Linton is a sizable surname in the UK with 3,635 people. About a third of these live in Scotland. It is a name of multiple origins, perhaps having very different roots. There are places called Linton in Roxburghshire, East and West Linton near Edinburgh, one in Cambridgeshire (Lintone in Domesday Book), two in Derbyshire (Linctune and Lintone), Herefordshire (Lintone, Lintune), Kent, four in Yorkshire (Lintone, Linton, Lipton and Luctone). In addition there are two places called Lanton near Kelso one each side of the border. The supposed origin of the name Linton is a hybrid of welsh lyn-lake or pool and Anglo Saxon ton –town. Whilst not impossible it does seem an unwarranted combination of welsh and English when the English had their own words, pool pond and mere. Arguably a better explanation is that all these places are a dialect version of Langton, dropping the ‘g’ and shortening the vowel to Linton. There is some evidence of this Lanton in Northumberland was originally Langton but changed to Lanton. There is also a place in the borders called Langton. So in the same small area we have a Langton, a Lanton that used to be a Langton, another Lanton and a Linton. Whilst there used to be a Langton population in the area that doesn’t seem to be the case now, and Lanton is almost extinct as a surname. Instead the Linton surname has by far its highest concentrations in Selkirkshire 91 people at 0.3443, Peebles 31 people at 0.2256 and Roxburghshire 29 people at 0.0548. It looks therefore as if there is drift from Langton to Linton. If surnames drift in this manner why not the place names before they took the form Linton.

Further evidence of drift from Langton comes from Domesday Book where one of the Langton villages in Yorkshire is three times recorded as Lanton. Clearly someone deriving their surname from this Yorkshire ‘Lanton’ could easily end up with Linton. Even if Linton place names have a lang-ton origin they are a separate surname now. What would interest me would be if there has been more recent drift in which case we would be interested in any DNA test results you may have as there is a reasonable chance that they might match a Langton sample. Let’s start by saying where we don’t expect matches. We don’t expect matches for Scotland apart from the borders around Selkirk. Neither do we expect matches for Worcestershire, Cambridgeshire or Huntingdonshire. We suspect most Lintons in Yorkshire and Durham have always been Lintons but there may have been some drift from Langton. London looks a better candidate for drift. If you live in these areas and have results feel free to send them in. .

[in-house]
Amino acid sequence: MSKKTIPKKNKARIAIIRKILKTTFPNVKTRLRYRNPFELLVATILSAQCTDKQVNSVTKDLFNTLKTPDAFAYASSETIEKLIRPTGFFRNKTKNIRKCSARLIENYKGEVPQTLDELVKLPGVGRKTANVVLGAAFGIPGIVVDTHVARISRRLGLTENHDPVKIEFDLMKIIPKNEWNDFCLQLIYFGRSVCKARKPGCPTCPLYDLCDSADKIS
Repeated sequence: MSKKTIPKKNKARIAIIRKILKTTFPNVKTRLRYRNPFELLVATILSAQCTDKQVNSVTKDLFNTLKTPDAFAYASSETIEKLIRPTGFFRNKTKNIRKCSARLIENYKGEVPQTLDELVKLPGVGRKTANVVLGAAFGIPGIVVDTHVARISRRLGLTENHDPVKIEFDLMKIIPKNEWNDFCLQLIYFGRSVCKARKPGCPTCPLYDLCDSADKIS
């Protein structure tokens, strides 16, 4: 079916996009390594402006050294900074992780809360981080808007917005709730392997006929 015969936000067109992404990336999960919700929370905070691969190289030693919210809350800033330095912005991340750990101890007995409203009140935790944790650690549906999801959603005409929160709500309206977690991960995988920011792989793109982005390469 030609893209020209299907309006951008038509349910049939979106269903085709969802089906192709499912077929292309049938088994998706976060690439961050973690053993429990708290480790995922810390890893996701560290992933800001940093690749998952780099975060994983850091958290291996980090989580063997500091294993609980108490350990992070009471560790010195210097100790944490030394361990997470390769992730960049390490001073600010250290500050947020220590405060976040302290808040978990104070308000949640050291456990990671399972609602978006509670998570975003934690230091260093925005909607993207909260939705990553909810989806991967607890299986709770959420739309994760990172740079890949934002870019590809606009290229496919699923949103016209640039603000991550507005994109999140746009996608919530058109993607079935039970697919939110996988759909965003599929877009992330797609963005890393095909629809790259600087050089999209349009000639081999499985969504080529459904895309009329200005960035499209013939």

That leaves two areas which we really are interested in. The first is Roxburgh, Selkirk and Peebles. The town of Selkirk alone has 65 Lintons. There are reasonable grounds for thinking you were originally Langtons. You may even have traced back and found Lanton or Langton in your family tree. Essentially you’ve got Linton the Scottish version of the name, but the English version Langton also belongs to you. Please read the DNA project article. The second area we are interested in is Cumberland/North West Lancashire. There doesn’t seem to be a Linton village round here yet Carlisle has a high Linton concentration. There are grounds for thinking there may have been a drift from Langton. There is a Langton village near Appleby. Again please look at the DNA project. .

Lastly, let’s turn once more to the almost extinct Lantons, there were only 48 in the 1881 census. They fall into different groups. Some are a drift from south west Langdons Devon 4, Cornwall 3 Gloucester (Bristol) 3 and some from Kent Langdons Kent 3 Sussex 4. Most are probably a drift from Langton Yorkshire 16, Lancashire 3, London 2, Staffordshire 2, Northamptonshire 1, Shropshire 1, Berkshire 1. Finally in Elswick, Newcastle there were 2. That is really interesting because they could be descended from the village of Lanton in Northumberland. If you are descended from these Elswick people, please get your DNA tested and let us know the results. If you are in the list that probably descends from Langtons then please read the DNA article.